UK urged to axe expensive passenger tax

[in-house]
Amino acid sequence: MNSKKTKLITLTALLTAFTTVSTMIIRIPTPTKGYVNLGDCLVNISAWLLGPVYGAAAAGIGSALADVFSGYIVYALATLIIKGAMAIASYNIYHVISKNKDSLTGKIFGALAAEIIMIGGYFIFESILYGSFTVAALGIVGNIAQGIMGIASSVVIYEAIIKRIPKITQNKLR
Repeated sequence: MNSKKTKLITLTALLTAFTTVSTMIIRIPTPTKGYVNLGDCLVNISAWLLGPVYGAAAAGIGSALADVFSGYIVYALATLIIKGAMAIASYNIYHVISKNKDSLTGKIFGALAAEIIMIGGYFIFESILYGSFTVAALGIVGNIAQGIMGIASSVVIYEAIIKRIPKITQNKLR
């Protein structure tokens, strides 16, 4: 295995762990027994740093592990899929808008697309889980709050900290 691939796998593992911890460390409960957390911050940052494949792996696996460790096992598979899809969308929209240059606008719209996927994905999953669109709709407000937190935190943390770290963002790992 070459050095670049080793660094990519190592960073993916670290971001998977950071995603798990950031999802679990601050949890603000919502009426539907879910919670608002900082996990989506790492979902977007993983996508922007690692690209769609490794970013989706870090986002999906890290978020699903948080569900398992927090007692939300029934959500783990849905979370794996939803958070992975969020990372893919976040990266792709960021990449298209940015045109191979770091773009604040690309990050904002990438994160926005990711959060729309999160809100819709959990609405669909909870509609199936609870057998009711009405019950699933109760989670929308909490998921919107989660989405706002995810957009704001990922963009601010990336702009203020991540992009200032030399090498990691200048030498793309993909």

first_imgThe chief executives of several European airlines have jointly urged the UK government to abolish the Air Passenger Duty, or APD, to boost British tourism and the economy. Economic analysis by PwC shows that removing the APD would grow British GDP by 1.7 per cent and create 61,000 new jobs by 2020.Most countries in the world levy equivalent departing air passenger taxes, but the UK tops nearly all the league tables. Passengers last year paid the UK government’s Treasury about £3 billion (US$3.9 billion) in APD for departing from an airport in the country on a domestic or an international flight.“The UK spends hundreds of millions of pounds attracting foreign tourists and business people to the country and then charges them up to £146 in tax to return home,’’ said Thomas Reynaert, managing director or Airlines for Europe (A4E), a Brussels-based airline lobby group. “It’s time for the UK government to get rid of this tax which punishes business and consumers.”The issue of “anti-competitive” aviation taxes in Europe is one of the key policy priorities of A4E, which has the continent’s five largest airline groups — Air France KLM, easyJet, International Airlines Group (IAG), Lufthansa Group and Ryanair — among its members.Other airline and business associations also have urged the UK government to remove or drastically reduce the ADP. The British Air Transport Association (BATA), the trade body for UK registered airlines, has been campaigning for this for years. It is part of the ‘A Fair Tax on Flying’ campaign and BATA commissioned the consultancy firm Steer Davies Gleave to analyze and assess the APD.The final report was released earlier this year and reveals that:The applicable rates (in nominal terms) of the APD have increased significantly between its introduction in 1994 and 2015. The rate for short-haul trips in the lowest class of travel has increased by 160 per cent, from £5 to £13. For longer haul trips the rate for the lowest class of travel has increased by 630 per cent, from £10 to £73. The corresponding increases for travel in higher classes (premium economy, business and first), have been 420 per cent for short-haul trips (from £5 to £26) and 1,360 per cent for longer-haul trips (from £10 to £146).The UK APD is the highest aviation tax levied on passengers departing from airports in the EU, Norway and Switzerland for both short-haul and long-haul journeys in all classes. On a global level, the UK has the highest tax for long-haul destinations for travel in any class, whereas it has the 61st and 27th highest tax for short-haul destinations for travel in economy and higher classes, respectively.On a per passenger-kilometre basis, the UK ranks highest globally for domestic and long-haul journeys in economy. For short-haul international journeys, the UK ranks below countries in Africa and Latin America, but above other world regions including Australia and North-America.Over the years, the UK has simplified its APD and it currently has two categories based on stage length — band A for flights up to 2,000 miles and band B for longer flights — and two categories based on the class of travel, the lowest class and the higher classes comprising premium economy, business and first.The need to abolishes the APD is even more imperative in the wake of the UK’s vote to leave the European Union, according to A4E.The excessively high tax on the departing passengers APD puts the UK “at a competitive disadvantage as other European hubs take traffic and business away from the UK precisely because of the APD. Following the vote to leave the European Union, every effort should be made to ensure the UK economy improves its competitiveness and secures its position as worldwide trading nation,” Reynaert emphasised.He advised the UK government looks to other countries in Europe where it can find experience and “hard economic facts” showing that removing aviation taxes is beneficial to the economy and connectivity. For example, Ireland saw a 52 per cent increase in Northern Ireland residents flying from Dublin Airport in the year following the Irish government’s decision to scrap the air travel tax on passenger departures.last_img

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